The elements from the order of 0 to 99 (basically, the first 100 elements) will constitute the elements of the first set of the training or testing dataset. The 100th element will constitute the first prediction. This first outcome will be stored respectively in the results (Y) training or testing list. The next elements from 1 to 100 will constitute the next (or the second) set of elements in the training or testing dataset, while the next prediction or outcome will consist of the 101st element of the dataset. By using this method, we can build our dataset. Our deep learning model architecture will be best suited to solve these kinds of datasets and problems of stock price prediction.

```
X_train_data = []
Y_train_data = []
X_test_data = []
Y_test_data = []
train_len = len(X_train)
test_len = len(X_test)
# Create the training dataset
for i in range(train_len-101):
a = X_train[i:(i+100), 0]
X_train_data.append(a)
Y_train_data.append(X_train[i + 100, 0])
# Create the test dataset
for j in range(test_len-101):
b = X_test[j:(j+100), 0]
X_test_data.append(a)
Y_test_data.append(X_test[j + 100, 0])
X_train_data = np.array(X_train_data)
Y_train_data = np.array(Y_train_data)
X_test_data = np.array(X_test_data)
Y_test_data = np.array(Y_test_data)
```

## Analyzing The Data

Now that we have a brief understanding of what we are trying to achieve with the previous explanations and code blocks, let us try to gain further insight on this topic by actually analyzing and looking at the first two sets of training data and their respective outputs that are stored in the output dataset.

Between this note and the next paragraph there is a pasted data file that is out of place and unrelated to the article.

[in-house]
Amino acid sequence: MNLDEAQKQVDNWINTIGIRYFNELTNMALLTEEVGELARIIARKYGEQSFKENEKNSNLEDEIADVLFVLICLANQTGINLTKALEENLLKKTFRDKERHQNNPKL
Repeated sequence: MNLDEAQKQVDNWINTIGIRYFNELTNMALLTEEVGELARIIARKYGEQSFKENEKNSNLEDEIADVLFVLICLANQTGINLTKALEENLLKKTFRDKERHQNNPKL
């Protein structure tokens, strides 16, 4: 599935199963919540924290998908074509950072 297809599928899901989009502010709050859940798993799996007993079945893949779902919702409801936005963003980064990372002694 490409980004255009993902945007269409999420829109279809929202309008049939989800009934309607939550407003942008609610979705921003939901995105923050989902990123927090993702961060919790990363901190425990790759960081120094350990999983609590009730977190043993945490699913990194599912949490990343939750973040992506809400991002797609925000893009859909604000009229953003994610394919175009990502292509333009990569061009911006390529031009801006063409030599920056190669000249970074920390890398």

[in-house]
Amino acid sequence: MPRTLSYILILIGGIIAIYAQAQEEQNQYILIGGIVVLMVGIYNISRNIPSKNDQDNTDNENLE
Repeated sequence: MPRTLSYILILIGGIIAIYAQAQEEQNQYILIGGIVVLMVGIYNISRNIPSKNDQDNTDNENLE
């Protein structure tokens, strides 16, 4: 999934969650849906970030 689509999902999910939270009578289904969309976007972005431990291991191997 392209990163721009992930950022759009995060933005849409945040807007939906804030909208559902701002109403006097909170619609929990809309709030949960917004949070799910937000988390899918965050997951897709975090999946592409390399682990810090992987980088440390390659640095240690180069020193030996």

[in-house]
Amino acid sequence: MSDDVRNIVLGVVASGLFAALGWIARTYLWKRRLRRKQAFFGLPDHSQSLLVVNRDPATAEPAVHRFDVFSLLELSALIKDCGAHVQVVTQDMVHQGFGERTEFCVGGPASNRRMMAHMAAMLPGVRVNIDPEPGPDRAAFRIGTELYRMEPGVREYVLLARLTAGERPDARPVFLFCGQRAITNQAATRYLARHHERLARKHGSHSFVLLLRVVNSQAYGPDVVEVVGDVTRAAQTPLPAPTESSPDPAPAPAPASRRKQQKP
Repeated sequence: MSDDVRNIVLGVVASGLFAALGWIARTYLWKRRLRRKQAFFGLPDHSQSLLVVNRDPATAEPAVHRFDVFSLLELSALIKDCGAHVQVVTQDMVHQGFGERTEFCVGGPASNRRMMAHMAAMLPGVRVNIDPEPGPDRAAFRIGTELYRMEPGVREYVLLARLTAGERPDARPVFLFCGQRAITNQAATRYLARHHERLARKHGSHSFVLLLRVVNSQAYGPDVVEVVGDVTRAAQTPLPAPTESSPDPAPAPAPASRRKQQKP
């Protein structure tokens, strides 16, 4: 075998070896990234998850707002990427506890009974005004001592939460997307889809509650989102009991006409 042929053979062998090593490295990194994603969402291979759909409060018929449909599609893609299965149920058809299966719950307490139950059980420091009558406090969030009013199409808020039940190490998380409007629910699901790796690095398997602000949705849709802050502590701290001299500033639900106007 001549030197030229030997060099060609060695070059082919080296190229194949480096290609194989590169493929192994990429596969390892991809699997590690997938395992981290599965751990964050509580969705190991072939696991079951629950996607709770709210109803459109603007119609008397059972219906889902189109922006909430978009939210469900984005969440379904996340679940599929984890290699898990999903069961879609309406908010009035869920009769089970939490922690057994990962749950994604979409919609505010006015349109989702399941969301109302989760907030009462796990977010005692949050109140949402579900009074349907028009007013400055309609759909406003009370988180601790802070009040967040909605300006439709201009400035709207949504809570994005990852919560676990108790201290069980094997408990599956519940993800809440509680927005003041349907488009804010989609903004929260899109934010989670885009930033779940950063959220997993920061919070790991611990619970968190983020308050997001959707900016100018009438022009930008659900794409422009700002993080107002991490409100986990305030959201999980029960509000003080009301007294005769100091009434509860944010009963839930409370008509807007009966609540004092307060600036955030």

### First set of training data and output

`X_train_data[0]`

#### Result

```
array([0. , 0.00023069, 0.00089352, 0.0048523 , 0.00491451,
0.00680747, 0.00768182, 0.00799894, 0.00852725, 0.00720127,
0.00749451, 0.00733578, 0.00759035, 0.00643756, 0.00763844,
0.00937268, 0.00985794, 0.00855146, 0.01059307, 0.01130902,
0.0129686 , 0.01256271, 0.0130288 , 0.01423944, 0.01474387,
0.01525301, 0.01494093, 0.0158247 , 0.01606481, 0.01613206,
0.01769849, 0.01925013, 0.01851971, 0.01836132, 0.01716985,
0.02419826, 0.0276812 , 0.02977593, 0.02913699, 0.02555317,
0.02534164, 0.02872369, 0.02509683, 0.02762369, 0.02393899,
0.02264428, 0.01796752, 0.012976 , 0.02168586, 0.0229012 ,
0.02557704, 0.0237853 , 0.02160414, 0.02179616, 0.02090264,
0.01897134, 0.01388869, 0.01607927, 0.01821234, 0.01747251,
0.01693882, 0.02137815, 0.02307405, 0.02497173, 0.02647056,
0.02607206, 0.02263453, 0.02022065, 0.01944719, 0.01650198,
0.02001383, 0.02145516, 0.02182508, 0.02442425, 0.02805616,
0.03027566, 0.03133429, 0.02945882, 0.03122668, 0.02984319,
0.02889688, 0.02779184, 0.02856059, 0.02273306, 0.02050381,
0.0190386 , 0.01829877, 0.0191109 , 0.02393159, 0.0236555 ,
0.02439062, 0.02326876, 0.0206326 , 0.02107886, 0.02046547,
0.01972093, 0.01764536, 0.02067699, 0.02180591, 0.0241041 ])
```

`Y_train_data[0]`

#### Result

```
0.024104103955989345
```

### Second set of training data and output

`X_train_data[1]`

#### Result

```
array([0. , 0.00023069, 0.00089352, 0.0048523 , 0.00491451,
0.00680747, 0.00768182, 0.00799894, 0.00852725, 0.00720127,
0.00749451, 0.00733578, 0.00759035, 0.00643756, 0.00763844,
0.00937268, 0.00985794, 0.00855146, 0.01059307, 0.01130902,
0.0129686 , 0.01256271, 0.0130288 , 0.01423944, 0.01474387,
0.01525301, 0.01494093, 0.0158247 , 0.01606481, 0.01613206,
0.01769849, 0.01925013, 0.01851971, 0.01836132, 0.01716985,
0.02419826, 0.0276812 , 0.02977593, 0.02913699, 0.02555317,
0.02534164, 0.02872369, 0.02509683, 0.02762369, 0.02393899,
0.02264428, 0.01796752, 0.012976 , 0.02168586, 0.0229012 ,
0.02557704, 0.0237853 , 0.02160414, 0.02179616, 0.02090264,
0.01897134, 0.01388869, 0.01607927, 0.01821234, 0.01747251,
0.01693882, 0.02137815, 0.02307405, 0.02497173, 0.02647056,
0.02607206, 0.02263453, 0.02022065, 0.01944719, 0.01650198,
0.02001383, 0.02145516, 0.02182508, 0.02442425, 0.02805616,
0.03027566, 0.03133429, 0.02945882, 0.03122668, 0.02984319,
0.02889688, 0.02779184, 0.02856059, 0.02273306, 0.02050381,